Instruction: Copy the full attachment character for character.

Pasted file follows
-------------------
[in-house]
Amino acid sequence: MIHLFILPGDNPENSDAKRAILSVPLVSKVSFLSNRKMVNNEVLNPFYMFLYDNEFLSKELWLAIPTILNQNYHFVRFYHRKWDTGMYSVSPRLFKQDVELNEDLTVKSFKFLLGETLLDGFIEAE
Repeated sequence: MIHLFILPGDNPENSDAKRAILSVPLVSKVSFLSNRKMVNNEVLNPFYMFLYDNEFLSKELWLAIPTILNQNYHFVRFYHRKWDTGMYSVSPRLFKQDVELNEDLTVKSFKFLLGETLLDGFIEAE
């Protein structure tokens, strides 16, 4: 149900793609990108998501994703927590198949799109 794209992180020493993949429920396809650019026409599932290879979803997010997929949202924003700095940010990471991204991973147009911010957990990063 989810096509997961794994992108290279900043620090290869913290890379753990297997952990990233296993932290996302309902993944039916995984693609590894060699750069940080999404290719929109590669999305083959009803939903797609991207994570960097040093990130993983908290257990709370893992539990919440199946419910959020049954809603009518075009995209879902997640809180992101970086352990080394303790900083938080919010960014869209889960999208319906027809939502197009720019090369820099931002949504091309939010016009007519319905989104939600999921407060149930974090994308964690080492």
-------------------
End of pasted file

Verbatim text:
[in-house]
Amino acid sequence: MIHLFILPGDNPENSDAKRAILSVPLVSKVSFLSNRKMVNNEVLNPFYMFLYDNEFLSKELWLAIPTILNQNYHFVRFYHRKWDTGMYSVSPRLFKQDVELNEDLTVKSFKFLLGETLLDGFIEAE
Repeated sequence: MIHLFILPGDNPENSDAKRAILSVPLVSKVSFLSNRKMVNNEVLNPFYMFLYDNEFLSKELWLAIPTILNQNYHFVRFYHRKWDTGMYSVSPRLFKQDVELNEDLTVKSFKFLLGETLLDGFIEAE
């Protein structure tokens, strides 16, 4: 149900793609990108998501994703927590198949799109 794209992180020493993949429920396809650019026409599932290879979803997010997929949202924003700095940010990471991204991973147009911010957990990063 989810096509997961794994992108290279900043620090290869913290890379753990297997952990990233296993932290996302309902993944039916995984693609590894060699750069940080999404290719929109590669999305083959009803939903797609991207994570960097040093990130993983908290257990709370893992539990919440199946419910959020049954809603009518075009995209879902997640809180992101970086352990080394303790900083938080919010960014869209889960999208319906027809939502197009720019090369820099931002949504091309939010016009007519319905989104939600999921407060149930974090994308964690080492």